I deplore this excessive use of violence against unarmed workers. For nearly three years workers at the Kimi maquiladora in Continental Park in Honduras have sought economic justice and dignity. In March of this year they finally obtained the only collective bargaining agreement in the park. Since then, however, they have been subject to threats to close the factory and move it to Buffalo and a failure by management to abide by the contract.
On August 18 the workers went on strike in protest against management's continuing refusal to respect the collective bargaining agreement.
Given the long struggle of the Kimi workers to obtain a collective bargaining agreement, it appears that Kimi management has provoked this confrontation. While the workers are trying to negotiate a resolution, Kimi is refusing to do so and instead is seeking to effectively destroy the union by removing its leadership.
We respectfully urge the Honduran government to use every means at its disposal to mediate a resolution between management and the union, to ensure that Kimi abides by its legally-binding collective bargaining agreement and to ensure that the basic rights of all maquila workers at Continental Park are respected.
For a brief time, it had appeared that Continental Park and its tenant Kimi were in the process of becoming an example of a free trade zone where basic rights would be respected, offering itself as a model for U.S. customers and U.S. companies that are increasingly concerned about the conditions under which apparel for the U.S. market is made. Now, this is in doubt.
As you know, the U.S. Congress is considering new trade benefits for Central America's maquiladora sector and many people are watching the Kimi situation and Continental Park for evidence that workers can exercise their basic rights. I hope that it can be a positive example rather than a negative one.
II. Draft letter to the Korean government (Use as-is or adapt.)
Dear Ambassador Lee:
I write to you about an urgent matter involving a Korean-owned maquiladora in Honduras.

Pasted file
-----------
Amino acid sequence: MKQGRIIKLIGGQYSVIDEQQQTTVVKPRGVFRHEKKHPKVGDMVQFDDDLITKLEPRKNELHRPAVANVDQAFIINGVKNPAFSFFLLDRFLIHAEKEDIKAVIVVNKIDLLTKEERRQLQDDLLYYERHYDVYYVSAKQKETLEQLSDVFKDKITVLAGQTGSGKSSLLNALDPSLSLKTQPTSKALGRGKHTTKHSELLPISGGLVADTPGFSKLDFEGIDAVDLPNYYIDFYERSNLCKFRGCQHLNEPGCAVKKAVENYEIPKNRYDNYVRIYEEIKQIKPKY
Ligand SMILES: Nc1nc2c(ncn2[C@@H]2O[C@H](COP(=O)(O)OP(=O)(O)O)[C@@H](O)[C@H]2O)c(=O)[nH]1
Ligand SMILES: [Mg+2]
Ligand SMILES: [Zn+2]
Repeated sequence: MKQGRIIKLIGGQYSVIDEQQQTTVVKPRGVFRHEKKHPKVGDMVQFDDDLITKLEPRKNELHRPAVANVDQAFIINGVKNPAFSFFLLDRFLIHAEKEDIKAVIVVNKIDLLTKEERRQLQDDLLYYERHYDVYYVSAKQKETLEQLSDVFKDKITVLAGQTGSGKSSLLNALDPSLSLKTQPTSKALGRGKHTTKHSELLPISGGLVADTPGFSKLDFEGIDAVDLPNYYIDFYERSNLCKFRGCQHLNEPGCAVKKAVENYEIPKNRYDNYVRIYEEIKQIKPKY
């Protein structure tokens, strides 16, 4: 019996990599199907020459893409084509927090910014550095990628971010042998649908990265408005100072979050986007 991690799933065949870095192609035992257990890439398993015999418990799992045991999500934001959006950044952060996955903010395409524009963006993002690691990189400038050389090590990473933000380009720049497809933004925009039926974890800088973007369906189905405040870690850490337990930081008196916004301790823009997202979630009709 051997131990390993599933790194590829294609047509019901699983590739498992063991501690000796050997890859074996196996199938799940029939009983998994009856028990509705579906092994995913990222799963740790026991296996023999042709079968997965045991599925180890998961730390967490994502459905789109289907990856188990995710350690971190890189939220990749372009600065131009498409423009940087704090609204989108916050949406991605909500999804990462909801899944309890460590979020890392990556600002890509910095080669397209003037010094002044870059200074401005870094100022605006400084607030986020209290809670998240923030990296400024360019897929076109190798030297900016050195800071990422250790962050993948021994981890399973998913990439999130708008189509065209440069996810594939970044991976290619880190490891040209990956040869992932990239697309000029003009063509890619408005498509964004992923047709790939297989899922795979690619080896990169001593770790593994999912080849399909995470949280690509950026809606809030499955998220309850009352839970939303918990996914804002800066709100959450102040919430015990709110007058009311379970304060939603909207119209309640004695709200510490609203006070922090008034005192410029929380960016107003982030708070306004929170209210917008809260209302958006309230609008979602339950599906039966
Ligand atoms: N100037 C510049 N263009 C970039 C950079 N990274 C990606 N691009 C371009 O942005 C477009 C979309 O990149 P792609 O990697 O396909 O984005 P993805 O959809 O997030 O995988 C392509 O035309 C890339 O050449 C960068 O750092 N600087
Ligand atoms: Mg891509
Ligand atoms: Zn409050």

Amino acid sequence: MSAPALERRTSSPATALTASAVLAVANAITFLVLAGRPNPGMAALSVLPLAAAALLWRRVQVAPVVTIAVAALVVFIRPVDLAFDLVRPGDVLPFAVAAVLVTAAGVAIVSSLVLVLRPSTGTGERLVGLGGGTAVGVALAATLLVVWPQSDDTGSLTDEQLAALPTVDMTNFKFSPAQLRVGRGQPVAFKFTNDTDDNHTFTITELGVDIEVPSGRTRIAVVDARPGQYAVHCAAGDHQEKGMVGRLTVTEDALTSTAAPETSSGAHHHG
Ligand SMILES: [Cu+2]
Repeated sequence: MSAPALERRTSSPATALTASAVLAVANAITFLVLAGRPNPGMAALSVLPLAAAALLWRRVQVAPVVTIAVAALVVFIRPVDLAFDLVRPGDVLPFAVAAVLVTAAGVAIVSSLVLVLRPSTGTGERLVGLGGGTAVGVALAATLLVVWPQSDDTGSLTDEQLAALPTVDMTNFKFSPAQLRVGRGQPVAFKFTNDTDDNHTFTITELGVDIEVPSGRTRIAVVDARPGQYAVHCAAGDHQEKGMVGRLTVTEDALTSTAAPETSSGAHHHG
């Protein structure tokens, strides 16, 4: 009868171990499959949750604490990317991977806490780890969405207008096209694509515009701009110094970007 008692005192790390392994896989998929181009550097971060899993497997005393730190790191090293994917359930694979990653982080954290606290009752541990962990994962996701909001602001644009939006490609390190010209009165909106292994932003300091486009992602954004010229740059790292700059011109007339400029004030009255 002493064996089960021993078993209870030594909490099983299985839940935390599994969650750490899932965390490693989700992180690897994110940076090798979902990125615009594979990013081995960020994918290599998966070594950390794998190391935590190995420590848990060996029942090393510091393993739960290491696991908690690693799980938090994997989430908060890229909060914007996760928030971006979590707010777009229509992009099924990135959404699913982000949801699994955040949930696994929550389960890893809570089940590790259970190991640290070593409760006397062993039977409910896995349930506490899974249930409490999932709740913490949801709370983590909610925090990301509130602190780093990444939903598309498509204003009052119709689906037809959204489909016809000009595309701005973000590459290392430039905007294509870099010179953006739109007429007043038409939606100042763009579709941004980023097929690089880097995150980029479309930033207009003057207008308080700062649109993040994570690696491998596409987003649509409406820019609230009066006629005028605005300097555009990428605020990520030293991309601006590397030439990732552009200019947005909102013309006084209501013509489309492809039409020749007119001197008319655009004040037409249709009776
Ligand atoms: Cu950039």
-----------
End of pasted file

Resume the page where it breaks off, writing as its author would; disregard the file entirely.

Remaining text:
On August 30, workers at the Continental Park in Lima, Honduras were attacked by Honduran anti-riot police with tear gas and clubs. In support of striking workers at the Kimi plant - which, like most of the factories in the park, is Korean-owned - workers from the other factories had refused to go to work in the Park.
The Kimi workers were striking in protest against the company's refusal to honor a collective bargaining agreement signed with the Kimi union in March, 1999. The company had twice broken off negotiations initiated to resolve this situation and has provoked the workers to strike to win respect for their basic rights.
Following this violent confrontation, Kimi managers met with the union on August 30 and August 31 but stated that they have refused to negotiate unless the union's leadership is fired . These terms are, of course, unacceptable to the union.
Kimi is also saying that other Korean operators in the park will leave if the Kimi union leadership is not fired.
We respectfully urge your government to: (1) urge Kimi management to sit down and negotiate an acceptable resolution of this matter; and (2) urge the other Korean operators in Continental Park to immediately issue a public statement that they respect the rights of their workers and welcome the return of the Kimi workers, the union and its leaders. Thank you for your consideration of my views.
The Grassroots Media Network